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Articles: Dutch Cemetery Kochi

Fort Kochi - Overview of Dutch-related tombs at the Dutch Cemetery

Over the past 130 years, several inventories have been carried out at the Dutch Cemetery, of which Cotton's List of inscriptions on tomb and monuments in Madras (1905/1945) is the most famous. However, Cotton did not identify all monuments as Dutch, which were recognized in later inventories. Some monuments, on the other hand, have disappeared or their text plate is no longer legible. The table below offers an overview of several inventories of the Dutch Cemetery. And presented here is an visual overview of grave monuments found in 2020 by the joint team of Dodenakkers.nl (René ten Dam) and the Cultural Heritage Agency of the Netherlands (Leon Bok and Nanette de Jong). Also are mentioned the two monuments previously recorded by Cotton and the one by Singh, which all three not found by the 2020-team. 

Overview cemetery
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Fort Kochi - Adriaan Poolvliet (bef.1736-1799)

Adriaan Poolvliet was born before 1736 in Cananor and died on 10 September 1799 in Kochi. His parents were the surgeon François Poolvliet van Cochin[i] and Francina Danzer.

Adriaan lost his mother early on. In 1736 his father François had to deposit all the maternal inheritance in the orphanage for his young sons Adriaan and Johannes.[ii] As far as we know, his father has not remarried. Because Adriaan still had his grandmother in the house for a while, it is not inconceivable that this Ina Ringenkamp, also a young widow of François Poolvliet Sr., already lived in the house with her son. Because Francois Jr. spent a large part of his life in Cananor, this partly escapes the administration of Kochi.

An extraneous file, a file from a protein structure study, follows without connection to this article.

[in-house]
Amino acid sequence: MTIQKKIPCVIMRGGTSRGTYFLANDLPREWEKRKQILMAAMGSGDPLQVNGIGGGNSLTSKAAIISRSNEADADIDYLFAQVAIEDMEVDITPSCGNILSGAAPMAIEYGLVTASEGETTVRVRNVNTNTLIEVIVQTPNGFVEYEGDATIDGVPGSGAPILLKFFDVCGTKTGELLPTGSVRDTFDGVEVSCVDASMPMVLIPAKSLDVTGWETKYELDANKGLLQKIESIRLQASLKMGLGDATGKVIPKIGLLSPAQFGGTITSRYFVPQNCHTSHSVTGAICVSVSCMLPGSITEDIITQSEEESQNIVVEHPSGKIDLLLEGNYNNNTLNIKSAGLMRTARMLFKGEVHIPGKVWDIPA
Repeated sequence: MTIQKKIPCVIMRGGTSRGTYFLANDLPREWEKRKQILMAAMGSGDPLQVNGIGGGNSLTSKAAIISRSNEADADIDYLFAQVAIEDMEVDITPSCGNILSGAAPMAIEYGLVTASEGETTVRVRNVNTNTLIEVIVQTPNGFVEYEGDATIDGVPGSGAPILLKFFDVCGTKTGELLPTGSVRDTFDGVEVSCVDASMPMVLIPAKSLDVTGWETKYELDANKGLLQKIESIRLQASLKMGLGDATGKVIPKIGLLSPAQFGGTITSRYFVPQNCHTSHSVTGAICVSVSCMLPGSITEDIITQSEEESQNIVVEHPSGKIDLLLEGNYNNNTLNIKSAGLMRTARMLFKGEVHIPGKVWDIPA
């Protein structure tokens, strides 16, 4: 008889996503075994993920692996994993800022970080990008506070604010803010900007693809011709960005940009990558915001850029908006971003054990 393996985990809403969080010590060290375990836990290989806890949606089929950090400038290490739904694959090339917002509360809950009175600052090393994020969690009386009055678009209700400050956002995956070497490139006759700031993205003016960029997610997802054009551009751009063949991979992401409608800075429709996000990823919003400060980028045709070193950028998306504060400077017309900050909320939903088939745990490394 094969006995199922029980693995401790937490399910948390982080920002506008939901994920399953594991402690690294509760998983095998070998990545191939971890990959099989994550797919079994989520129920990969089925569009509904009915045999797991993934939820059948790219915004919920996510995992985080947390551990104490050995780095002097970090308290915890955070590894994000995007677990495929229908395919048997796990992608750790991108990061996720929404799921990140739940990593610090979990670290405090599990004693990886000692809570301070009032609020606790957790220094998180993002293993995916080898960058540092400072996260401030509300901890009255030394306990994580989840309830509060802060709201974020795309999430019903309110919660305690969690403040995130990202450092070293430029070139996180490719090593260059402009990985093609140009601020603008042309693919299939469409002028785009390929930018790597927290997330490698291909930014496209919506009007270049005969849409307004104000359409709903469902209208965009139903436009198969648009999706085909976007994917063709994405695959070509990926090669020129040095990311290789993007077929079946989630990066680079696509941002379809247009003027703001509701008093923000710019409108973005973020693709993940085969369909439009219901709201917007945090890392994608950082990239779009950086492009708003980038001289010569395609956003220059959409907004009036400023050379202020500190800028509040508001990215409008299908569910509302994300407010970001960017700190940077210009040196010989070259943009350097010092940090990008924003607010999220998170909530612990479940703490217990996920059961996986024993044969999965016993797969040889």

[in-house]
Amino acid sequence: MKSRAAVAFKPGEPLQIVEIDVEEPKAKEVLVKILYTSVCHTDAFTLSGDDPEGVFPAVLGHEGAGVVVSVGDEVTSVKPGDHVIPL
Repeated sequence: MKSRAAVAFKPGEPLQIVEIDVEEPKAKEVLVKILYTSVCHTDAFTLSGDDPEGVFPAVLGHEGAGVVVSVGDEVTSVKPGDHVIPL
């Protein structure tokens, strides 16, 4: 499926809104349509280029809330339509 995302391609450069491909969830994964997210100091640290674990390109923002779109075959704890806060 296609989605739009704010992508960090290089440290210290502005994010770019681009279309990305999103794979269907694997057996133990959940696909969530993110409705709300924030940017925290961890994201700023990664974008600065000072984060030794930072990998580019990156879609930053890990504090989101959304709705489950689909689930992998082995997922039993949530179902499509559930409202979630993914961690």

Testament of Sara Harmensz (NA)
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Fort Kochi - Johan Adam Cellarius (1740-1796)

When the Oosthuizen, a ship of the Hoorn chamber, leaves the Texel roadstead on 19 May 1762, this also means a definitive farewell to Europe for the man who appears in the pay book as Corporal Jan Adam Zelarius. He was born in 1740 as the son of Johan Jacob Cellarius and Maria Miller from Olm (Ulm), in present-day Germany.[i] Correct spelling of name and place of birth, even if a false identity was given, was important because the salary records were kept in the pay book during the entire service period. That Cellarius was aware of this is apparent from the fact that he wrote a letter to the Hoorn room in which he confirmed the correct spelling of his name and place of birth. A wise decision, because Cellarius had his annual pay statement collected by authorized representatives. In this way, his entire earnings over all those years could be used from Dutch trading houses to invest more than 10,000 guilders in real estate in Ulm (Germany) and in trading contacts in Europe.

Tomb of Cellarius
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Fort Kochi - Jacob Krantz (1735-1787) and Maria de Rode (1771-1798)

Jacob Kraus van Edenburg, captain-lieutenant and commander of the artillery, was born on 13 February 1735 in Edenburg and died 26 January 1787 in Kochi. He was married to Klara Elisabeth Schaak. Maria Elisabeth de Rode was born 22 October 1771 and died on 10 January 1798 in Tranquebar. She was married to Johan Casper Kautz and adopted daughter of Jacob Krantz and Klara Elisabeth Schaak.

Overview of the Dutch Cemetery (photo René ten Dam, 2020)
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Fort Kochi - Daniel van der Sloot (1737-1807)

Daniel van der Sloot was the youngest of ten children of Abraham van der Sloot and Maria Weijns. An exact date of birth or baptism is unknown, but he must have been born in Kochi around 1737 and was buried there in July 1807.